Objectives: To describe the complete history of major opportunistic events experienced by 1883 HIV-infected persons prior to and specifically within 6 months of death, and to determine whether the frequency of specific events varies according to demographic characteristics, risk behaviors or geographic location. Design: Descriptive case series. Methods: Of 6682 HIV-infected individuals enrolled in studies sponsored by the Community Programs for Clinical Research on AIDS between September 1990 and June 1994, 1883 died during follow-up. A complete history of AIDS-defining events was determined for these patients by combining medical history data obtained at the time of enrollment, new events that occurred during follow-up, and causes of death. Results: The most common opportunistic AIDS-defining events these 1883 patients experienced before death were Pneumocystis carinii pneumonia (PCP; 45%), Mycobacterium avium complex (MAC; 25%), wasting syndrome (25%), bacterial pneumonia (24%), cytomegalovirus (CMV) disease (23%) and candidiasis (esophageal or pulmonary; 22%). In addition, 47% of patients experienced two or three AIDS-defining events before death, and 22% experienced four or more events. In the 6 months prior to death, 22% of patients had PCP, 21% had MAC, and 20% had CMV disease. Significant sex and ethnic differences were found: bacterial pneumonia occurred more often before death in women compared with men; fewer blacks and Latinos than whites experienced Kaposi's sarcoma (KS); and fewer blacks than whites had CMV disease before death. The percentage of patients with KS and CMV also varied by risk behavior. The frequency of 10 opportunistic diseases varied by geographic region after adjustment for demographic characteristics and risk behavior. Of note, many more patients in northeastern USA had tuberculosis and fewer had MAC. Conclusion: A large percentage of individuals with HIV infection experienced multiple AIDS-defining opportunistic diseases before death. PCP, MAC, wasting syndrome, bacterial pneumonia, CMV disease, and candidiasis (esophageal or pulmonary) account for a substantial proportion of morbidity associated with HIV infection. More diseases varied by geographic location than by demographic characteristics or risk behavior of patients. Continued research on the etiology and prevention of these diseases and how they relate to one another should be a high priority.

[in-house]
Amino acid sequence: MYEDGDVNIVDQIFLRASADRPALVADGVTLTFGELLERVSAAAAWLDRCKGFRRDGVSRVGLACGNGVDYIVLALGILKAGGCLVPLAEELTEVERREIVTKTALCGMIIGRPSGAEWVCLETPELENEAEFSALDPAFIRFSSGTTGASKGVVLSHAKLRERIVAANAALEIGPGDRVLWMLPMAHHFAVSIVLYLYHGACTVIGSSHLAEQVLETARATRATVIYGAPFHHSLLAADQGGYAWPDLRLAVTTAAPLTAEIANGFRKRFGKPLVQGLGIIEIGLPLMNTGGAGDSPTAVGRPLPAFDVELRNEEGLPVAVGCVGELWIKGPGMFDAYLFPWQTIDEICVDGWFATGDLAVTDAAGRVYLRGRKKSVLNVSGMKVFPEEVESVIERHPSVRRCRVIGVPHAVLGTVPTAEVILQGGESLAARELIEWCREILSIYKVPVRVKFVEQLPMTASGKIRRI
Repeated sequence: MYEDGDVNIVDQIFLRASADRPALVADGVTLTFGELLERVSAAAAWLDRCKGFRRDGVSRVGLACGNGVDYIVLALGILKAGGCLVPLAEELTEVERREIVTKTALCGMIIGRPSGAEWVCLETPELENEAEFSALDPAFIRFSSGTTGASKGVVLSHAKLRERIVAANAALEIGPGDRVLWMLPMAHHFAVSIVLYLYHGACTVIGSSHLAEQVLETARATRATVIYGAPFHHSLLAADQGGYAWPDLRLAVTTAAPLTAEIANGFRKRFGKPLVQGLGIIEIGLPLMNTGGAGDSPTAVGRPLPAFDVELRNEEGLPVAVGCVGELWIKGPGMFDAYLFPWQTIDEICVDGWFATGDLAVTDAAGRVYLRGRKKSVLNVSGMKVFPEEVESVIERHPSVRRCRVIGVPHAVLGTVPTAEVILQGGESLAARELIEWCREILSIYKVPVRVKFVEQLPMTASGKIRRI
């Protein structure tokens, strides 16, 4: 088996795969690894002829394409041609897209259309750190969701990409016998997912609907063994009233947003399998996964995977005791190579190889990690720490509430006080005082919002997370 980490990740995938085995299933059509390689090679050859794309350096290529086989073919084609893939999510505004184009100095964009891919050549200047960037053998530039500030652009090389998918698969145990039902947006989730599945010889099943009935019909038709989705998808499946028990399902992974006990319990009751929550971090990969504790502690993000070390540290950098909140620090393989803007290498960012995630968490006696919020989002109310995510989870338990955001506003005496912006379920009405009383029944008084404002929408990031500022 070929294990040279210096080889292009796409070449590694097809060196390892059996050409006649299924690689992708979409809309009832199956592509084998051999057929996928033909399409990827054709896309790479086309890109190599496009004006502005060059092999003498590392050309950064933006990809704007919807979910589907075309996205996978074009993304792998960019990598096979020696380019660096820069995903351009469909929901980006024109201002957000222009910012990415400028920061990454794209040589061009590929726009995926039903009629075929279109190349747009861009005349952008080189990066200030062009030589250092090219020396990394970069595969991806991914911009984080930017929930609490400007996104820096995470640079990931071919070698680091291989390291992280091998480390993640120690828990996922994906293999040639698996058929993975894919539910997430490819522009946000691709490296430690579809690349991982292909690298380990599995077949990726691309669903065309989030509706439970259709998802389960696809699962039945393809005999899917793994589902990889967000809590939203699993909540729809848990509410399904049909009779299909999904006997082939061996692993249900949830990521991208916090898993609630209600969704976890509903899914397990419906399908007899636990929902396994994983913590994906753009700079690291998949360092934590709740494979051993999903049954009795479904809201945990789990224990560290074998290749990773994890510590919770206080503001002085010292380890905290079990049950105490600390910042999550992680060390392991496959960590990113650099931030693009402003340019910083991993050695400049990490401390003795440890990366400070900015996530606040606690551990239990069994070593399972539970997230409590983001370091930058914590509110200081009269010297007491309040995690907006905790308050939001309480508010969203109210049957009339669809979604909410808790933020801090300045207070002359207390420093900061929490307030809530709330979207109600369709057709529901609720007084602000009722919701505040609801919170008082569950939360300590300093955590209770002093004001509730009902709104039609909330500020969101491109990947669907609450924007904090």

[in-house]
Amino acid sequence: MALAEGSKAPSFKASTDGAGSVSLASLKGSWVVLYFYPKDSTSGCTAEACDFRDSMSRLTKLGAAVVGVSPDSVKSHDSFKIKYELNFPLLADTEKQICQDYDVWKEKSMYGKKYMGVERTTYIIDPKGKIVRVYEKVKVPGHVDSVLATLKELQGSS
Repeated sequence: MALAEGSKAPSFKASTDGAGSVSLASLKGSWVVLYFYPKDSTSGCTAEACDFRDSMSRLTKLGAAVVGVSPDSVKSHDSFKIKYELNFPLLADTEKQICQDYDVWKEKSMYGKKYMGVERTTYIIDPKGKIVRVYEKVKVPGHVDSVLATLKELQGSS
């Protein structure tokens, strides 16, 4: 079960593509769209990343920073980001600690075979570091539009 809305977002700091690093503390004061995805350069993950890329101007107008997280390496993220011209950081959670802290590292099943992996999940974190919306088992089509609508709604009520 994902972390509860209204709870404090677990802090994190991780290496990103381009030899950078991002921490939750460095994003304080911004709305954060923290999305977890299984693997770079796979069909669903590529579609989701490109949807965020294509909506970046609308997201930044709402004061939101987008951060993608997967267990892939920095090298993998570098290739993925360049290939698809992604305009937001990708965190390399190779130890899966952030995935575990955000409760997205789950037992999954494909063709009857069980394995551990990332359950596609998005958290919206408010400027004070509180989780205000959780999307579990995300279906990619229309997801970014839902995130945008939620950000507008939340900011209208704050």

|Original language||English (US)|
|Number of pages||7|
|State||Published - Oct 1 1995|
- Opportunistic diseases